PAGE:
ten years for the same offense for which the Recidivist (second-termer), receives perhaps one or two years. There should be two prisons, one for first offenders and another for the Recidivist who is the real criminal per se. Short sentence should be the prevailing one for the former, and practical life detention for the latter, and both provisionally, under the Indeterminate sentence. The Recidivist rarely reforms. The way of escape should be made difficult both for his own sake, and certainly as a safeguard to society. His prison experience should not be made onerous. The second-termer should be leniently dealt with, as regards time of service. There is always a breaking point, I have noticed, in the detinue of every first offender beyond which he becomes embittered. He is then likely to become. an enemy to society where, if the law had been more lenient, he might have been reclaimed. I advocate hard work, hard fare and strict discipline for these, to inaugurate a wholesome respect for prisonlife, and commensurately for the laws. A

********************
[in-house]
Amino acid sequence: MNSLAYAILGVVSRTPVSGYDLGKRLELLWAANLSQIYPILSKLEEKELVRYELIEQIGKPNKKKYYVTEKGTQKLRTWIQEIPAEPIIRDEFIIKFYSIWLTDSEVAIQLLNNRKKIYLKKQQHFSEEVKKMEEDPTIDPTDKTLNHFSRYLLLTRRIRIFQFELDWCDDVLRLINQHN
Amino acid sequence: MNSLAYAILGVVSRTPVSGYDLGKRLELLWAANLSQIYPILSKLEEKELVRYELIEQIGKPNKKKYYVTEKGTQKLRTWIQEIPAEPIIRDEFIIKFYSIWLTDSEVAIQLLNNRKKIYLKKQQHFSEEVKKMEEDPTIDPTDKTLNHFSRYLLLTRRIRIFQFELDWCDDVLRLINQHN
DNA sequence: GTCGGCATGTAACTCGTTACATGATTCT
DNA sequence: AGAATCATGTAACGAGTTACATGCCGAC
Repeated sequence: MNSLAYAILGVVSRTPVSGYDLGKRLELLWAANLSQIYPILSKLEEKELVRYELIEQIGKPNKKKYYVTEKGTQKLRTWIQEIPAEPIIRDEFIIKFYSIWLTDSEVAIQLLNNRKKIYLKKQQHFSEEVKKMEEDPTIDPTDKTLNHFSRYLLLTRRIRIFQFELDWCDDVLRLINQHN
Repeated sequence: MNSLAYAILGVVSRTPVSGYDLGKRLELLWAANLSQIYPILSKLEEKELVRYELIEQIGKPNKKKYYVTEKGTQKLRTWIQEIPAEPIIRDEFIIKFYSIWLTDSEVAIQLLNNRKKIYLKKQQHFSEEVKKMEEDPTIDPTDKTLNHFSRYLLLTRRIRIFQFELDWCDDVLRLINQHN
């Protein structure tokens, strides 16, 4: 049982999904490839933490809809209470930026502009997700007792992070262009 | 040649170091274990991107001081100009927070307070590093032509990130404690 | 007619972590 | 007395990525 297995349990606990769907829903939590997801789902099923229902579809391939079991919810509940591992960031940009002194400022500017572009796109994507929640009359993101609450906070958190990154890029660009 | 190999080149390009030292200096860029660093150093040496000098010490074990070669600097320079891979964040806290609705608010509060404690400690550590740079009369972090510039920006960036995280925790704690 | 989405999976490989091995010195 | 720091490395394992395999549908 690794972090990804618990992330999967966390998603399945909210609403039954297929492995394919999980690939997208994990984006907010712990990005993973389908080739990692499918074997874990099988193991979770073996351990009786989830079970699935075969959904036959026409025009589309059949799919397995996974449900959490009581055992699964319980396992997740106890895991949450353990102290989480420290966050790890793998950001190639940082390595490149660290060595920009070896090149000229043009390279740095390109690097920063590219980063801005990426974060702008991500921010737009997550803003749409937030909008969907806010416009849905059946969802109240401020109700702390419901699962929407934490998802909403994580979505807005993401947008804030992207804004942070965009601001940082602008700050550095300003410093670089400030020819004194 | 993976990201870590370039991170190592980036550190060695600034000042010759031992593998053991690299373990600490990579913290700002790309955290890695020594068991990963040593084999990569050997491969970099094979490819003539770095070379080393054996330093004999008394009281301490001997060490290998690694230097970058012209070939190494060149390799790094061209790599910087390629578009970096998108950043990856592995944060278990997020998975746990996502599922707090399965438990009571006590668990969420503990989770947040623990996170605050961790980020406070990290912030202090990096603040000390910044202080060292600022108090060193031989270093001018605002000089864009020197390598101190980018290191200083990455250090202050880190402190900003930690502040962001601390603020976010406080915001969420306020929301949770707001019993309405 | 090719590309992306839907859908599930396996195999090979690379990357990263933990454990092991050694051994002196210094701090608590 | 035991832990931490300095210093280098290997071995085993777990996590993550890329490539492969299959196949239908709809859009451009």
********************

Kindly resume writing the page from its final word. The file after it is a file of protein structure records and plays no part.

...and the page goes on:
soft snap is the ruin of a prisoner, and an easy way out confirms the habitual and second offender unerringly in crime.

In the meantime, we are entering upon a period of education. The public mind is just beginning to grasp the import of the problem in its varied economic, civie and moral import. Crime costs the United States Government $600,000,000 per annum, or an amount about equal to one-half the public debt. California bears more than its proportionate share of this burden. The criminal wave breaks upon this shore and scatters its spume far and wide. Our congregate system is its greatest crime-breeding center. The criminal impact is appalling. The young offenders are here inoculated with its virus. No prison management however efficient can stem its influence. Only intelligent legislation crystallized into wise and efficient laws are equal to the task. This must be backed by an equally enlightened public sentiment to place us ultimately abreast with advancement along these lines in other States.